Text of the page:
Mikel Arteta’s Arsenal face their biggest gut check ahead of run-in gauntlet

Mikel Arteta has always favored a pursed lips and gritted teeth approach to his press conferences, biting down on his disappointment like a wedge of lemon, but after watching his side’s bleak defeat by Brighton, Arsenal’s manager made no attempt to swallow his frustration. He questioned his players’ courage and lack of purpose, bemoaned an absence of leadership and reserved criticism for his own tactical mishaps, too. On the one hand, that was merely a natural reaction to a result that could yet prove so pivotal – and costly – in the top-four race. But perhaps it also betrayed the swirl of pressure that loomed over, in Arteta’s words, a “cold atmosphere” at the Emirates on Saturday, as optimism faded into a sinking realization that the pieces the Spaniard has wrestled so vigorously into place over the course of this season are still all too easily broken apart.

They had returned from the international break as favorites to pip Tottenham to the fourth Champions League spot. But what a second defeat in five days proved is that Arsenal’s greatest enemy may in fact still be themselves. Their implosion against Crystal Palace was timid and inexcusable, evoking memories of the previous unravelings Arteta had sought to eradicate. There was more heart on display in the frantic final few minutes against Brighton, as Arsenal desperately scrapped for a last-ditch equaliser, but it would have been more than they served against a side who’d not only failed to win any of their last seven league games but had managed to score just once during that dire spell. “We know this road is taking ourselves nowhere,” Arteta said afterwards. “Especially with where we want to be.”

Some will point to the bitterly unfortunate timing of injuries to Kieran Tierney and Thomas Partey. It left Arteta backed into a corner against Brighton, with a doomed choice between deploying the calamitous Nuno Tavares or shifting Granit Xhaka to full-back and further unbalancing the midfield. He opted for the latter and it’s not unfair to suggest that decision backfired rather spectacularly, with Enock Mwepu able to emerge into the space Xhaka had abandoned and set up Leandro Trossard for Brighton’s opener.

Arsenal may begrudge that bad luck, but it was also the consequence of their calculated gamble in January. The decision not to reinforce the squad and loan out Ainsley Maitland-Niles, who would have been capable of playing at both full-back or as a holding midfielder, feels more questionable than ever, especially when considering the impact Rodrigo Bentancur and Dejan Kulusevksi have made at Spurs. Arsenal’s failure to sign a striker is providing an even greater hindrance. Alexandre Lacazette may have long lost his touch in front of goal but he had at least previously guaranteed a useful sense of industry that occupied defenders and created chances. The strain of carrying the burden up front seemed to have left the 30-year-old weary on Saturday and he was marked out of the game and remained virtually anonymous until the final whistle.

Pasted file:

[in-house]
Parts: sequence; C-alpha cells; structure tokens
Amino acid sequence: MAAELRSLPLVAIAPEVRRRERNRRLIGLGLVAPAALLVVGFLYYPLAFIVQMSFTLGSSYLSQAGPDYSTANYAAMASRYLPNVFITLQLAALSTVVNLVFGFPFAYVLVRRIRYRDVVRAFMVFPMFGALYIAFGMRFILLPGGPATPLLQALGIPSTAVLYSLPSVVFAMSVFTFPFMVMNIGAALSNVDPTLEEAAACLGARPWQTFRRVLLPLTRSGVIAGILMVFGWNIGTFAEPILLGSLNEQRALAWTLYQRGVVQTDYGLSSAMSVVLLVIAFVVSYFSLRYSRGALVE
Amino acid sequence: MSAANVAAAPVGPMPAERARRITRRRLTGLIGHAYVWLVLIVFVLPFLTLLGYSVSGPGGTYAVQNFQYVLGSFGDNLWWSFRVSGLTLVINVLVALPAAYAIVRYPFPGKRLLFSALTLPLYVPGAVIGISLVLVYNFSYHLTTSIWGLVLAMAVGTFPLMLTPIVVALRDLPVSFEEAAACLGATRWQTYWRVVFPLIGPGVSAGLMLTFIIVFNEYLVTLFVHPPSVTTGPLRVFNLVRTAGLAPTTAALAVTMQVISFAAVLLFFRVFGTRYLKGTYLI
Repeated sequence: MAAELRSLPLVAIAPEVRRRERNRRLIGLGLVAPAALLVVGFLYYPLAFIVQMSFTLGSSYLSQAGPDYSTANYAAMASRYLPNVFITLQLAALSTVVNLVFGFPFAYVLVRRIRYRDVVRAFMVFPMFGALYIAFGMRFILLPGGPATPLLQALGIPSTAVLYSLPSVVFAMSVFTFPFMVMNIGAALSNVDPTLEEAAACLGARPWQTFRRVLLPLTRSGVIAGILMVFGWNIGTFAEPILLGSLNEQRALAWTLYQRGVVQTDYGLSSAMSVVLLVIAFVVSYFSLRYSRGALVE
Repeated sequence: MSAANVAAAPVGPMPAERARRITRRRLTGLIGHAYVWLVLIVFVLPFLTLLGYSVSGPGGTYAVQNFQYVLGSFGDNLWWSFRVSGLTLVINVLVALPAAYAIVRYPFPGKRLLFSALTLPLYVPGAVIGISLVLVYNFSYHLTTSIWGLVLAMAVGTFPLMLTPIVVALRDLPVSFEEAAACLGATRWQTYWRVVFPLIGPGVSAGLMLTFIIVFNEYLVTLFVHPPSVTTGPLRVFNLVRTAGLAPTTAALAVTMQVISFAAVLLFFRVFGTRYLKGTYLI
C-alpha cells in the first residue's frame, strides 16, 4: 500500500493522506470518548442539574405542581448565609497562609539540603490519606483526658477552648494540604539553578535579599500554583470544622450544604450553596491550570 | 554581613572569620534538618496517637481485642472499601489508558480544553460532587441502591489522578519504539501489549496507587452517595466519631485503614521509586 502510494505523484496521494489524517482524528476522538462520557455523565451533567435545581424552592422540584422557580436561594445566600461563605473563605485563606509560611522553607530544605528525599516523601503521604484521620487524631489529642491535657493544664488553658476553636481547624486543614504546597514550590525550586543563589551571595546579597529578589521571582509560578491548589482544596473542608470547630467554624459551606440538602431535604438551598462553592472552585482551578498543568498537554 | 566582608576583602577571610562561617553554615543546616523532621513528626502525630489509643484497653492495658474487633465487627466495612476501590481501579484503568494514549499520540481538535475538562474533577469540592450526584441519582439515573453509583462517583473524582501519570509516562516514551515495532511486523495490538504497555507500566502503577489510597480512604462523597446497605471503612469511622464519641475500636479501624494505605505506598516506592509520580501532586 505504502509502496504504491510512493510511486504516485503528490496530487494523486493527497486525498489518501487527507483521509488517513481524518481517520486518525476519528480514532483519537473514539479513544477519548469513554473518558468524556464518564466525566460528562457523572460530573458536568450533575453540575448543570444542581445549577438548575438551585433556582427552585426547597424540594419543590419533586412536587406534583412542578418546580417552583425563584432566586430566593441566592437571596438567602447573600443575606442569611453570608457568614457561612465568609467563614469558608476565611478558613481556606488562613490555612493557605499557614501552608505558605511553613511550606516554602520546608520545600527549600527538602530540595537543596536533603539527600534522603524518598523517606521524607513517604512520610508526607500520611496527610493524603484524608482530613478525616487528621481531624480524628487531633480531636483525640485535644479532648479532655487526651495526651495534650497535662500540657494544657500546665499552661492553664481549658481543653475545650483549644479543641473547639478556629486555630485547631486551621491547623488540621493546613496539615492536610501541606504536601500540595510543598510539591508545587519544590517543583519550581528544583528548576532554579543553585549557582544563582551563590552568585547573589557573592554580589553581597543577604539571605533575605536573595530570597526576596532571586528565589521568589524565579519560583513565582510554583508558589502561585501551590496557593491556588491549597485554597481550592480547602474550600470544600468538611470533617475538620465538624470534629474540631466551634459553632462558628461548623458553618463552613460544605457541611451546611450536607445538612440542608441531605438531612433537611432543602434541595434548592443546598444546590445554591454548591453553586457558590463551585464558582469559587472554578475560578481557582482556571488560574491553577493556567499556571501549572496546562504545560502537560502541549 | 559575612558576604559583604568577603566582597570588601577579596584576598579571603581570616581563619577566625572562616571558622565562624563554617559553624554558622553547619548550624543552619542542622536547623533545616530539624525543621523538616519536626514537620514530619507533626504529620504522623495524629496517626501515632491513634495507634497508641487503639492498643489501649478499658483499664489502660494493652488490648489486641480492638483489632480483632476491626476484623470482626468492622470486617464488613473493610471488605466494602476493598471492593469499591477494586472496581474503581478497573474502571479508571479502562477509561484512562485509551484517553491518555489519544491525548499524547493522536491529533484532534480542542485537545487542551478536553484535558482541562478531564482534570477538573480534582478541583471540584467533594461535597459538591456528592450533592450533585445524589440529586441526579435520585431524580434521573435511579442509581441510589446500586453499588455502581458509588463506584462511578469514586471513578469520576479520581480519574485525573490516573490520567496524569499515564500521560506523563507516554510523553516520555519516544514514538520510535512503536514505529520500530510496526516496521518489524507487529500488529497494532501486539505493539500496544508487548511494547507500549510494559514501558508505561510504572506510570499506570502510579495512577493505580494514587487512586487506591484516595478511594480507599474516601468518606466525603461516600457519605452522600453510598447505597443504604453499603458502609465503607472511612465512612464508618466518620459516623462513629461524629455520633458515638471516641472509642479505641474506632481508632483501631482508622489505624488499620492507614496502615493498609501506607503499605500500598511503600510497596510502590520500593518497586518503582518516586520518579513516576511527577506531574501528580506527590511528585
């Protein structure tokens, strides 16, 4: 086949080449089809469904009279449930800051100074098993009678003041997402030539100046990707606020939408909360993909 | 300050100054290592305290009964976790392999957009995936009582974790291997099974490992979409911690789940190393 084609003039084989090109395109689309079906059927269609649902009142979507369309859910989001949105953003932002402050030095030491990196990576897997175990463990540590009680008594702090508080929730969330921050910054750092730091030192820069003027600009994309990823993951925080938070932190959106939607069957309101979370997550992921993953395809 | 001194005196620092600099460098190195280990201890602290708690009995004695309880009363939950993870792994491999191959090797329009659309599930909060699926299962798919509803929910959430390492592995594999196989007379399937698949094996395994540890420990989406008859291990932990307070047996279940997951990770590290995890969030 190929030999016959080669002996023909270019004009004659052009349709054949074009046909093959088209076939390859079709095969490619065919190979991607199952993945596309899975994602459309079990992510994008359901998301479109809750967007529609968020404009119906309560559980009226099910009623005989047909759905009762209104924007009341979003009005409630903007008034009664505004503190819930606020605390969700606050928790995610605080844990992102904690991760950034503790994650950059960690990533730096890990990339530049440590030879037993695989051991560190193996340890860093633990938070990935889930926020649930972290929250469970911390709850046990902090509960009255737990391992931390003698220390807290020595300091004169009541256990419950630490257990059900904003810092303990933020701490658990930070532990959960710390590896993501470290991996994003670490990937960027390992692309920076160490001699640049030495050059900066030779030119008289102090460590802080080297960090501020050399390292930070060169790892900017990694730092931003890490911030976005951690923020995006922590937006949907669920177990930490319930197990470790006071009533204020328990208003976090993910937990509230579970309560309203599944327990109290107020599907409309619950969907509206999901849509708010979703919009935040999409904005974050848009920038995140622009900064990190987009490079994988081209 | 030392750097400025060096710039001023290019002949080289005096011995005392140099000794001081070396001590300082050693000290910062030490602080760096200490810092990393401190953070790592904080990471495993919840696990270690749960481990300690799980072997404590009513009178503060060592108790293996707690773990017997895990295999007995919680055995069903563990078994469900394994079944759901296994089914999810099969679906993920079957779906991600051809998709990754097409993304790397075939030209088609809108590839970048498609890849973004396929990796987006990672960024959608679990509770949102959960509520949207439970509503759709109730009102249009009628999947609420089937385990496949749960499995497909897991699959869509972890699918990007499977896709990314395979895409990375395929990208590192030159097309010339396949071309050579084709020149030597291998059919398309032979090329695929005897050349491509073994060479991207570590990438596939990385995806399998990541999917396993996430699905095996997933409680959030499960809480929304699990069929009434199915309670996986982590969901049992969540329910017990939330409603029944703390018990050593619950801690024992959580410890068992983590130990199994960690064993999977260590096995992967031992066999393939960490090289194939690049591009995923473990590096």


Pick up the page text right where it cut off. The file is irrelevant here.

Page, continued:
It is no surprise in Arsenal’s slow and volatile reinvention under Arteta that problems have punctured the wheels just as they had seemingly turned another corner. It has been a permanent theme to their progress and only come the end of the season can we truly judge how far they have moved forwards. This run of eight games, then, including that seismic north London derby on the penultimate weekend, perhaps represents the biggest gut check of Arteta’s reign to date.

After all, Arsenal were in a similar position not too long ago under Unai Emery. The top four were seemingly theirs to lose, only for successive defeats against Crystal Palace, Wolves and Leicester to obliterate those hopes. A thrashing in the Europa League final soon followed and Emery was out the door before the end of the year. Arsenal’s current situation may hardly feel as deteriorating as that, but it illustrates quite how quickly things can fall apart.

And so while a Southampton side winless in five should represent an ideal soft touch, there will be a torturous sense of jeopardy that underlines every Arsenal game from hereon in. There is no margin for error, especially when fixes against Chelsea, Manchester United and West Ham follow in quick succession. A flight at the top four could quite conceivably crash beyond even the top six. It’s not so much a run-in as a gauntlet and it will go on to determine whether Arsenal are ready to push out of the past, or if recent history remains destined to repeat itself in spite of all Arteta’s pained efforts.


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George Holan

George Holan is chief editor at Plainsmen Post and has articles published in many notable publications in the last decade.

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